Last updated on March 14th, 2020
The Out About Scotland complete guide to Kilchurn Castle near Loch Awe in Argyll and Bute
Category: Castle, Landscape, Loch
Suitable for ages: 5 to 10 years, 11 to 18 years, 18+ years, 65+ years
Ideal for: Couples, Families, Groups, Solo travellers
I rate it: 8 out of 10
About Kilchurn Castle
I have to admit I didn’t visit one of the most photographed castles in Scotland until recently (2019), mainly because I’d become so sidetracked by the other attractions nearby that it completely slipped my mind.
Kilchurn Castle can be found just off the A85 at the northernmost point of Loch Awe, more or less midway between the Trossachs National Park and the Highland coastal town of Oban.
This is an area that’s every bit as spectacular as Skye in my opinion but it has even more interesting places to visit, with lochs, mountains and tourist attractions a-plenty in pretty much every direction you head to.
Loch Awe itself is an awesome (Loch Awesome?) place to visit with lots of wee islands and inlets to explore around every corner, but the best way to experience it is to get off the A85 and follow the A819 and the B840.
These roads follow the loch in its entirety and they offer plenty of places to get out the car and go exploring. The A819 is also the road you have to follow to get to the Kilchurn Panorama viewpoint which has to be up there with Eilean Donan for atmospheric views.
Nearby to Kilchurn you’ll find St. Conan’s Kirk (one of the prettiest chapels in Scotland) and the mighty Ben Cruachan mountain, while the ‘Hollow Mountain‘ visitor experience is just a few miles further down the road.
It’s safe to say there are loads of other places to visit in the area but if anyone was to ask me I’d say Kilchurn Castle is the most scenic of the lot.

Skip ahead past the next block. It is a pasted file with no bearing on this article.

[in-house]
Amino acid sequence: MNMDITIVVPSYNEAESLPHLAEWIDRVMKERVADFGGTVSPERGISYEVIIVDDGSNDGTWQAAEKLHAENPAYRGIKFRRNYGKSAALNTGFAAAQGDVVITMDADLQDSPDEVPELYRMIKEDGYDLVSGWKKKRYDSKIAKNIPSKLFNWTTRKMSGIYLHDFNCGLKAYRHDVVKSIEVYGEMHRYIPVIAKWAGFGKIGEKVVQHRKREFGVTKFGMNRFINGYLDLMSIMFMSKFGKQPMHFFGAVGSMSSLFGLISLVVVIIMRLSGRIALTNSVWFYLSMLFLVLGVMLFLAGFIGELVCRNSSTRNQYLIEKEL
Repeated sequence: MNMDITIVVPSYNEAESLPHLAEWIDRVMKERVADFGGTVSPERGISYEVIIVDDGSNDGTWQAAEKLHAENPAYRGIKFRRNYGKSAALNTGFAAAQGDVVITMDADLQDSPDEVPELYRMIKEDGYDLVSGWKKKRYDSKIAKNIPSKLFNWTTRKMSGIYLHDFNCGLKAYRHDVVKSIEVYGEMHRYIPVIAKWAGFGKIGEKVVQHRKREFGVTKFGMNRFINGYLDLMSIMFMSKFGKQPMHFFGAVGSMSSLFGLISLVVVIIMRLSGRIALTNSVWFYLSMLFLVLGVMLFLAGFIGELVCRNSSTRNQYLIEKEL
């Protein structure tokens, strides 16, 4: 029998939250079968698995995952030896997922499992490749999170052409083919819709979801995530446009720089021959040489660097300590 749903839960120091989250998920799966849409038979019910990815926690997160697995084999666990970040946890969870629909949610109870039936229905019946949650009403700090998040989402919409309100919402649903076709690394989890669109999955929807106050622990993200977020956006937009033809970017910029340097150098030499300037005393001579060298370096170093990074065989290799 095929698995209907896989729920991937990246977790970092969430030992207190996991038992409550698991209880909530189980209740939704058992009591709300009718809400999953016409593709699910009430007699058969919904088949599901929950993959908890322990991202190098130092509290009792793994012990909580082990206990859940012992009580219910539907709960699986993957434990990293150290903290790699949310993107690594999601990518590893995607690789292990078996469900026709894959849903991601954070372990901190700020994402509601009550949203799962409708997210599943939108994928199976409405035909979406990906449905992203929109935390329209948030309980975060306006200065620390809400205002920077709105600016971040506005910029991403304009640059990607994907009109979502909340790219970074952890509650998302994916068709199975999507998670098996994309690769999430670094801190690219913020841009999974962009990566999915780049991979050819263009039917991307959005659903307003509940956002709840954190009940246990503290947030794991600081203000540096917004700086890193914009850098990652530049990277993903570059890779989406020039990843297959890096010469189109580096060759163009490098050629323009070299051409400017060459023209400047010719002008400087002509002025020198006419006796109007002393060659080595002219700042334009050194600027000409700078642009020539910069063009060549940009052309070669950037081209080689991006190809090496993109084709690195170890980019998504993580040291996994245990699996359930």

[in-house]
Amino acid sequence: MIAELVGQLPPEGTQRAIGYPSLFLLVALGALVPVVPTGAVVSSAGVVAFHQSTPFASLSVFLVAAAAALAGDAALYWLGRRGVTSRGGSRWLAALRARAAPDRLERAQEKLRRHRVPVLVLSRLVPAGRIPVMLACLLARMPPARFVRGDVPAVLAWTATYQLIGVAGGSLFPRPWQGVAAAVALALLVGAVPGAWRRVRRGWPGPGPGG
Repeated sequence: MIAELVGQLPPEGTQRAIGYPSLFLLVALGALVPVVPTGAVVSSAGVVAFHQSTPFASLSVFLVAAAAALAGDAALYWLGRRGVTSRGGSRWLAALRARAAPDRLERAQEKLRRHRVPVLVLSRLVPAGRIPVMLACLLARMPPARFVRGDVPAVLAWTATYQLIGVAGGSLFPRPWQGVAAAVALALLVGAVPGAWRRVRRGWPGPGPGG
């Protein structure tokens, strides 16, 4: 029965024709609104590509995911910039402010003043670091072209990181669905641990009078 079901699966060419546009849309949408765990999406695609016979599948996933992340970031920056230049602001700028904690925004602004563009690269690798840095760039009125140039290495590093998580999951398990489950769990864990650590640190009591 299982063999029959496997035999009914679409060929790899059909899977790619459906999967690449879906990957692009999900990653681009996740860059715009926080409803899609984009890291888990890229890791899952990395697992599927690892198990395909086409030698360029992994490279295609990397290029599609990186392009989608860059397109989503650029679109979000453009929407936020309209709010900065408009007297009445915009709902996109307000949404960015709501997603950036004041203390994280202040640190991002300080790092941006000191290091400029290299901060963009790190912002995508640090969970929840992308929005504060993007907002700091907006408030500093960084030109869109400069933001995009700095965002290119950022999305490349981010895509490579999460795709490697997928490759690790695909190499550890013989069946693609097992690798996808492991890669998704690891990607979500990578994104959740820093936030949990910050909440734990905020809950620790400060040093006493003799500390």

Although it’s now a ruin, this still-impressive fortress was at one time the powerbase of the Campbells of Glenorchy, a clan that almost rivalled the earls of Argyll at the height of their power.
The exact date the castle was built is unknown but it’s believed to have been constructed sometime in the mid-1400s by the 1st Lord of Glenorchy, Sir Colin Campbell.
The castle was extended in the 1500s with a lower hall and turrets being added to the original five-storey tower house, but by the late 1680s it had ceased being used as an ancestral home.
At that time it was converted into a military garrison with a purpose-built barrack block in the north of the main courtyard, but due to the fact it didn’t see much use it was eventually abandoned for good in the late 1700s.
What remains today is a derelict (but very atmospheric) Scottish castle that might not be particularly impressive if it was situated anywhere else, but thanks to its position at the head of Loch Awe it’s become something of a ‘must-see’ historic site on most organised coach tours.
When you visit don’t be surprised to find yourself caught up in a crowd of excited camera-wielding tourists as the place seems to be getting ever more popular with each passing year, but get there early in the morning and you’ll be rewarded with spectacular views in a 360-degree panorama that begs to be photographed.
To find out what else the castle has to offer read on.
Things to do at Kilchurn Castle